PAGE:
Boris Godunov is a Russian drama film directed by Vladimir Mirzoyev. Based on Alexander Pushkin's play Boris Godunov. Action moved in our days; the story opens from the scene of the murder in Uglich of the young heir to the Russian throne by unknown persons. It takes several years. Boris Godunov is persuaded to accept the remaining vacant throne, despite his doubts. During the press conference, the clerk announces Godunov’s decision to ascend the kingdom. People are discussing this decision with the TV. Behind the king’s back is the secret, covert struggle of several boyar factions for dominance under the new government. Godunov, who ascended the throne, obsessively pursues the vision of the boy. Meanwhile, the monk Grigory Otrepyev hiding in the Chudov Monastery. After a conversation with Pimen, he learns the secret of the murder runs from the monastery and decides to try to come to power. Enlisting foreign aid and gathering the army, Grigory is sent to Moscow. Invalid individual choice or a karmic mistake can lead to a chain of fatal events.

If a person is in power, it can become a problem for the whole nation. Maksim Sukhanov as Boris Godunov Andrey Merzlikin as Grigory Otrepyev, the False Dmitri Leonid Gromov as Vasili Shuysky Dmitry Pevtsov as Prince Ivan Mikhailovich Vorotynsky Agnia Ditkovskyte as Marina Mniszech Valentinas Masalskis as Jerzy Mniszech Pyotr Fyodorov as Basmanov Leonid Parfyonov as Shchelkalov Mikhail Kozakov as Father Pimen Andrey Tashkov as Patriarch Job of Moscow Yevgeny Ponasenkov as Polish PrinceTatyana Lyutaeva as tavern owner Yelena Koreneva as episode Nika Award Maksim Sukhanov, Andrey Merzlikin — nom Boris Godunov on IMDb Этот ясный объект желания

Inga Ã…berg

Inga Åberg was a Swedish actress and opera singer. She was engaged as an opera singer at the Royal Swedish Opera, as a stage actress at the Royal Dramatic Theater, between 1787 and 1810. Inga Åberg was the daughter of a footman at the Royal Palace and Fredrika Maria Svahn, it is that her paternal grandmother was Beata Sabina Straas, the first professional native stage actress: Straas had been employed as a chambermaid of the royal household prior to her stage career, after she married Anders Åberg and retired from the stage, both she and her spouse was employed in the royal household, but it is not confirmed that Jonas Åberg was their son. Both Inga and her brother Gustav Åbergsson where described as beautiful and placed as students in the French Theater of Gustav III, where she was enrolled from 1781 to 1787. Many famed Swedish of stage artists of her generation was trained by the French actors of the French Theatre in Bollhuset under Monvel, among them Maria Franck, Lars Hjortsberg, as such, they performed as child actors in the productions.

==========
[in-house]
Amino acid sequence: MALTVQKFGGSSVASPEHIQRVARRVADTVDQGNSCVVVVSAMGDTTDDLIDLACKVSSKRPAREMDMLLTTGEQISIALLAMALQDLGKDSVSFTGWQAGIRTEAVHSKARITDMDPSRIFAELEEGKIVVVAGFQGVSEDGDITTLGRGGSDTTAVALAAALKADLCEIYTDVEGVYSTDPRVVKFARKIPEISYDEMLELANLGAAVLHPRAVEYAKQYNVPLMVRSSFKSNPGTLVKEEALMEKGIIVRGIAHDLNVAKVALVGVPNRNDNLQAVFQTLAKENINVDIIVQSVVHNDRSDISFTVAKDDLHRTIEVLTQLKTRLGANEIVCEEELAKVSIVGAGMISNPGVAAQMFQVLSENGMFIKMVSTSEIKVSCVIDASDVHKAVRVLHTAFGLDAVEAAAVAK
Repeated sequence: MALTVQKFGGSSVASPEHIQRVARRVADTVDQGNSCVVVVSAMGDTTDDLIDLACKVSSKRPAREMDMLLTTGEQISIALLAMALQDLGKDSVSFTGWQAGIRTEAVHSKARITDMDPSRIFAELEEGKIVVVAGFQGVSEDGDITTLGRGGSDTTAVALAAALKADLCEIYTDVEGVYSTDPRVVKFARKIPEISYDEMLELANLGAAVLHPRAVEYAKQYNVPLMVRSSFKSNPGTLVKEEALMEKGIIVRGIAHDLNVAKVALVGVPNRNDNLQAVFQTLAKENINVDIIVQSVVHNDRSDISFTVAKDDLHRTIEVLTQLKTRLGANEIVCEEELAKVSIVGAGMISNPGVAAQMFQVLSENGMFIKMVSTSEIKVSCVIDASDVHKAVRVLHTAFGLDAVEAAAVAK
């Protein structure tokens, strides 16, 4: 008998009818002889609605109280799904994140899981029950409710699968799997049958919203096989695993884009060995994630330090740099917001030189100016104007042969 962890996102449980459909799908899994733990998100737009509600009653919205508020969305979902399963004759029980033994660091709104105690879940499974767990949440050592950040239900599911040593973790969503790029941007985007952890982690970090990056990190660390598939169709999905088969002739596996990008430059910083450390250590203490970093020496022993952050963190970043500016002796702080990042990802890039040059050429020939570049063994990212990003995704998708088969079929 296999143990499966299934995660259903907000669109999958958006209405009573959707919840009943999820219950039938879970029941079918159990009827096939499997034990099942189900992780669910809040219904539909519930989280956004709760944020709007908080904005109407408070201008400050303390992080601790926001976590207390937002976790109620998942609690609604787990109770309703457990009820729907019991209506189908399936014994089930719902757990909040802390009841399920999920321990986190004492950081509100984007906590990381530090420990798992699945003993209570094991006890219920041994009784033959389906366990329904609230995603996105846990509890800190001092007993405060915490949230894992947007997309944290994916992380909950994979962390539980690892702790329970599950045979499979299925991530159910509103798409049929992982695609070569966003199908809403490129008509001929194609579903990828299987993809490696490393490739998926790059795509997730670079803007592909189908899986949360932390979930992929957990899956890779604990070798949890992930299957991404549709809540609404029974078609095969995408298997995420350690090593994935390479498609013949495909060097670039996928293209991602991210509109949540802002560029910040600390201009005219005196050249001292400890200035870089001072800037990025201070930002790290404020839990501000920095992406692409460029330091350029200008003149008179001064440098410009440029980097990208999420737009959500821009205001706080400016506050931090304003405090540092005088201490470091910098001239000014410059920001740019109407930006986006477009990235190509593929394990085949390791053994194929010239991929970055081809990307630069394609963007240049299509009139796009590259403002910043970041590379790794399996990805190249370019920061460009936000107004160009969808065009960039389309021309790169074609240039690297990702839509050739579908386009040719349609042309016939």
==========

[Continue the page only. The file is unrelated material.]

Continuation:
Inga Åberg debuted as an opera singer at the age of fourteen the 31 May 1787 at the Royal Swedish Opera in the role of Yngve in Frigga. Her following performance in Gustav Adolf and Ebba Brahe by king Gustav III of Sweden, she was favorably noted by the king and formally engaged at the Opera; the same year, she was in parallel engaged as a stage actress at the newly founded Swedish language Ristell Theatre in Bollhuset. When the Ristell theater was transformed to become the Royal Dramatic Theatre, she became a member of its pioneer generation, it was not uncommon in the late 18th-century for stage artists to be employed at both the opera as singers and at the theater as stage actors, providing that they had the ability to perform in both capacities. Inga Åberg was referred to as one of the more noted stage artists of her generation in Sweden; as an opera singer, she was given the recognition of being the only native female opera singer of any note between the retirement of Elisabeth Olin in 1784 and the breakthrough of Jeanette Wässelius in 1800, when the opera stars where of foreign origin, such as Caroline Müller, Franziska Stading and Sophie Stebnowska.